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Nigel Harris

Nasty men

(Autumn 1960)

From International Socialism (1st series), No. 2, Autumn 1960, pp. 35–36.
Thanks to Ted Crawford & the late Will Fancy.
Transcribed & marked up by Einde O’ Callaghan for the Encyclopaedia of Trotskyism On-Line (ETOL).

The Rebels
Brian Crozier
Chatto & Windus. 21s.

Mr Crozier has done us disservice. He has taken a theme which ought to have been fascinating – the development, causes and result of rebellions since the war. The result is pedestrian. He has managed to make the subject not only dull, but also misleadingly superficial, because he insists on seeing rebellions as things created by individuals (either nasty rebels suffering from unspecified neuroses, or nasty government ministers who just don’t understand how to manipulate people). The background – squalor, poverty, brutal repression – is played down. These things, as is well known, occur mainly in non-British territories. One may be critical about Kenya (the government didn’t understand the specific weirdness of the Kikuyu), but Malaya and Cyprus were obviously the result of wicked plotters. Algeria and Indo-China can be attributed directly to French silliness. And as for Hungary and East Berlin – well, what can you expect when Communists rule a country.

So we have a smug, cosy, liberal-minded handbook, full of little tips on how to rule a subject country and balance the utilitarian odds. True, ‘the Labour Government in 1947 did not avoid bloodshed; but the blood was not shed by British soldiers, and the odium, inconvenience and expense of several colonial wars were avoided’. Mr. Crozier has written an instruction book on how to retain the substance of imperialism while yielding the forms. Actions are generalized in an attempt to find surface resemblances, issues are generalised and are kept firmly in the background – thus trivialising the whole. Do thousands of men really go out to destroy a government just because of ‘personal’ frustrations? Either they do, and the observation is trite, or else they don’t and it is false. Mr. Crozier’s rebellions are content-less, about nothing in particular. The author recommends to those in authority to deflate ‘frustration’ by superficial concessions – because, after all, ‘violence troubles the calm which alone enables the voice of reason to be heard’ (through whose mouth?). Concessions must ensure ‘non-violence for rebels, statesmanship for those in authority’ and should be through the channel of a ‘responsible alternative government’. With enlightened management and gentle workers, Platonic reason will induce harmony. The ‘mentality of rebels’, the crucial issue, can be adjusted gently to the status quo, even that of Mr. Crozier’s own ‘arch-plotters and masterminds’.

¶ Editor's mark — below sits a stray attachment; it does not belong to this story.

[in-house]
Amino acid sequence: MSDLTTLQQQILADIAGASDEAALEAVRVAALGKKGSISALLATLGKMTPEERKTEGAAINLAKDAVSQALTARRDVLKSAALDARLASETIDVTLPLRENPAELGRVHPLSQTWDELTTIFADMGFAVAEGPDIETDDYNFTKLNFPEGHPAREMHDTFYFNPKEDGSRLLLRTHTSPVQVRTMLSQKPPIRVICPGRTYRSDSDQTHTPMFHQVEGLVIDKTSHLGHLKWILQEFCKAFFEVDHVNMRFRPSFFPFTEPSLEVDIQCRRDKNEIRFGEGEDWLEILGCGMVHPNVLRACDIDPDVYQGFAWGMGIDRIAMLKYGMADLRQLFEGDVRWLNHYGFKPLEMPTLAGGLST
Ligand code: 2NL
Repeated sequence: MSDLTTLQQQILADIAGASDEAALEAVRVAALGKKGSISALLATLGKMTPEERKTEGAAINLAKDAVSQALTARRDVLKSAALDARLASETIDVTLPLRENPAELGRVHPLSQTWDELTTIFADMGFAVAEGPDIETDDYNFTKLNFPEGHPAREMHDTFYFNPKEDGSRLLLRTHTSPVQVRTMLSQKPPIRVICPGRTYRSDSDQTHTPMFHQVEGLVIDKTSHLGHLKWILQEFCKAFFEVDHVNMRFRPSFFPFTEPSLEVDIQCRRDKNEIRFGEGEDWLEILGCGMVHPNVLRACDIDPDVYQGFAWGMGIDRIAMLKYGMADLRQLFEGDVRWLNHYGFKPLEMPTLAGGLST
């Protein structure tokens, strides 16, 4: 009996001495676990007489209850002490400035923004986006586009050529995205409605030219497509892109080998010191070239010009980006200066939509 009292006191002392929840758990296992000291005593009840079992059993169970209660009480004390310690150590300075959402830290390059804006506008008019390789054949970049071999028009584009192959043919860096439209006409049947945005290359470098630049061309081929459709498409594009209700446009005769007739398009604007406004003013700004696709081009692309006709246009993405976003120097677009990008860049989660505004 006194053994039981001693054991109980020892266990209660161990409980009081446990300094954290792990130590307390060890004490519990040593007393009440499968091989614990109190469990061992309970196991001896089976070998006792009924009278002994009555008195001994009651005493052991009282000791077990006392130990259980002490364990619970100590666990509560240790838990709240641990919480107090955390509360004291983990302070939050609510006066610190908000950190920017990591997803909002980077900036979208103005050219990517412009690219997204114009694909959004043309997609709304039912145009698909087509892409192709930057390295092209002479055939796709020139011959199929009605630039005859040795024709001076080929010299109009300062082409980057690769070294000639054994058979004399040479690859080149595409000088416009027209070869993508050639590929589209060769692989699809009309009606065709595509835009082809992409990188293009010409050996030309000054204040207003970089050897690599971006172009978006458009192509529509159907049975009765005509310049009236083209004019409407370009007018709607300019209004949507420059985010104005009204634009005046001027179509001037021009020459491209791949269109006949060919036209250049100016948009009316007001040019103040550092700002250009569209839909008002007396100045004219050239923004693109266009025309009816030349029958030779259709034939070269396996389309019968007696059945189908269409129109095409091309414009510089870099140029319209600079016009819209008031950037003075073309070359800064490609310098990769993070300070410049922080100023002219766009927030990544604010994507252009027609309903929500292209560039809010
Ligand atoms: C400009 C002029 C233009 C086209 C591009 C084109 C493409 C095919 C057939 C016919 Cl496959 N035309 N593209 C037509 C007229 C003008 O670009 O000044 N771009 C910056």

The result of Mr. Crozier’s industry is myopia – a close focus is concentrated on the least interesting aspects of each rebellion; the economic and social background is, at best, a fortuitous circumstance, a lucky break for the master-minds. Of course, the brilliant cunning of the ‘international communist conspiracy’ is thrown in for good measure. What a pity so fascinating a theme had to be so pathetically bungled.

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Last updated: 25.9.2013